The most stressful job in the world is probably being the president of the United States. Endearing and amusing companions like pets could greatly help the President relax and de-stress. Over the course of the White House’s history, over 200 pets have lived inside the presidential mansion, but there are only some who became the center of the public’s attention.
Fala was Franklin D. Roosevelt’s beloved black Scottie. Given as a Christmas gift to the president by his distant cousin, the dog became the president’s constant companion going almost everywhere he went. Because of that, Fala was present at some of the historic events in US history. He also became the subject of two MGM films and became so recognizable that whenever he was seen by the public, they knew that the president was just nearby. As a testimony to his role played in the president’s life, he was featured on a statue alongside Roosevelt’s at the Franklin Delano Roosevelt Memorial in Washington, D.C.
Bill Clinton’s tabby cat Socks entered the White House during his master’s first years in office. The Clintons eventually decided to adopt Buddy, a Labrador retriever, but the two animals did not get along. Hillary Clinton said Socks hated Buddy at first sight and seemed to find him intolerable, so the White House had to keep them away from each other at all times to avoid tension between the two. Buddy, in turn, won the hearts of many pet lovers in the country. He was a friend to Clinton during his tumultuous second term. At the end of Clinton’s term, Socks was given to his secretary. Hillary published a book of children’s letters to the two of them and proceeds of it went to the National Park Foundation.
George Bush took his pet Millie, an English springer spaniel, to the White House when he took office. Millie became a famous White House pet and won the hearts of the people of the nation, as she inspired the First Lady to write Millie’s Book: As Dictated to Barbara Bush. The book reached the #1 New York Times bestseller spot in non-fiction and earned $900,000 in royalties, which was donated to the Barbara Bush Foundation for Family Literacy.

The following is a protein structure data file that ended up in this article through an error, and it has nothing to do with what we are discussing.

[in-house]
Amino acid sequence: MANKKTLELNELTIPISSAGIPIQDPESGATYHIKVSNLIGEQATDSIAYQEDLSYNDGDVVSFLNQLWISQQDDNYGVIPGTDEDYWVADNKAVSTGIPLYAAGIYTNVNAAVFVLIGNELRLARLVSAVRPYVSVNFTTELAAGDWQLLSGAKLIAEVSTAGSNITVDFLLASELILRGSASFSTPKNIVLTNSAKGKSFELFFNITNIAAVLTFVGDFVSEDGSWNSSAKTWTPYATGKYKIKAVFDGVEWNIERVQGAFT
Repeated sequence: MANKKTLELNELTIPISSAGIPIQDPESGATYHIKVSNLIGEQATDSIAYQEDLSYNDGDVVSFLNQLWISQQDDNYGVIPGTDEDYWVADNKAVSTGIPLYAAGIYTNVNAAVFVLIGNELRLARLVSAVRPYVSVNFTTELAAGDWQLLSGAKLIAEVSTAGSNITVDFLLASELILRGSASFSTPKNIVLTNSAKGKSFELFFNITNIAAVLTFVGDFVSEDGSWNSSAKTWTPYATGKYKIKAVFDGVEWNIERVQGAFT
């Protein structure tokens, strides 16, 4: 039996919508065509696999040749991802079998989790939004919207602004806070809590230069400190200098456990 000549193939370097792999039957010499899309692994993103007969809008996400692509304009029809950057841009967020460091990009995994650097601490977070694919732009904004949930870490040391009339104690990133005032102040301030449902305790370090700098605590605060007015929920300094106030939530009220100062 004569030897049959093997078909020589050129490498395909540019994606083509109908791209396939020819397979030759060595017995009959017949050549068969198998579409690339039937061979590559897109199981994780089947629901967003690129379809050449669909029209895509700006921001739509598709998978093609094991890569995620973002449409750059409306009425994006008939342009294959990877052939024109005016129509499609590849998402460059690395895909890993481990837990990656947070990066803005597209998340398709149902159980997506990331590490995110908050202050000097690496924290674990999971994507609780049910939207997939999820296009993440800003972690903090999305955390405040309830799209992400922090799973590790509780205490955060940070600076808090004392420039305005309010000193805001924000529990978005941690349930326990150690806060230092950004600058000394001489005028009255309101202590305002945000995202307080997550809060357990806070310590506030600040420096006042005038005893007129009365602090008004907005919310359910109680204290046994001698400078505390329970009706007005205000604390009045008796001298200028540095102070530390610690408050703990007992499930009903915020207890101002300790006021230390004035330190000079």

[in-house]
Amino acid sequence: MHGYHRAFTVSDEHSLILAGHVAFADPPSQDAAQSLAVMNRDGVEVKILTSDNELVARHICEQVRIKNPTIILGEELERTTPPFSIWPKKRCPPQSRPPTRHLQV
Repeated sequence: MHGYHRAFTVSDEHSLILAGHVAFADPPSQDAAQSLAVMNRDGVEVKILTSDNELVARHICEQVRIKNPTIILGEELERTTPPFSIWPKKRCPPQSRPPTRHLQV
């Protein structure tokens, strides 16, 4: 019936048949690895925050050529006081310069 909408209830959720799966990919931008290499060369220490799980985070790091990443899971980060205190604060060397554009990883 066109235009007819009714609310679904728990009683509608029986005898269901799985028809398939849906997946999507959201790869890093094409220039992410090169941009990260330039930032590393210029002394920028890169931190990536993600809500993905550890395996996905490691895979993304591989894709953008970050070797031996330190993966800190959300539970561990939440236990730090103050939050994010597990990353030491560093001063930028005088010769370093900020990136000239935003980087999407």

Next to the purple dinosaur, George W. Bush’s Scottish terrier is probably the second most popular Barney. This dog wandered through the White House to record films in a dog’s eye view through a small camera attached to his collar. Most notably, Barney was the main star of the White House’s Christmas videos every year during Bush’s term.
Lyndon Johnson loved to sing in the Oval Office with his beloved Yuki, a mixed breed dog found by his daughter at a gas station in Texas. Among his dogs, Yuki was probably his most beloved, as he reportedly slept with him in the president’s bedroom and recorded a vinyl featuring his singing with the canine.
Herbert Hoover lacked charisma according to the masses, but when he used his happy and amiable photo with his Belgian shepherd King Tut as a campaign material, he gained appeal and was elected president with an overwhelming majority of votes. The dog not only fix Hoover’s image problem; he also helped the White House police force as a patrol dog. However, King Tut’s job as a dog protecting the White House became too stressful for him, as it was the time when America was sent into the Great Depression. He was the presidential dog who fell sick due to anxiety and worried himself to death.
Billy the presidential pygmy hippopotamus was the main attraction at Calvin Coolidge’s personal zoo. The president received the hippo as a gift from the founder of Firestone Tire and Rubber Company. Eventually, Billy was donated to the Smithsonian National Zoological Park, and at that time, pygmy hippos were a rare find in the US. The hippo sired 23 children, and many of his descendants can be found in American zoos today.
Odd as it may seem, there are presidents who housed exotic animals like alligators in the presidential mansion. John Quincy Adams received an alligator as a gift from Marquis de Lafayette and placed it in the bathroom in the East Room of the White house. Reportedly, the president enjoyed scaring his guests with the gator. Herbert Hoover also followed suit as he allowed a pair of gators owned by his son to roam around White House grounds.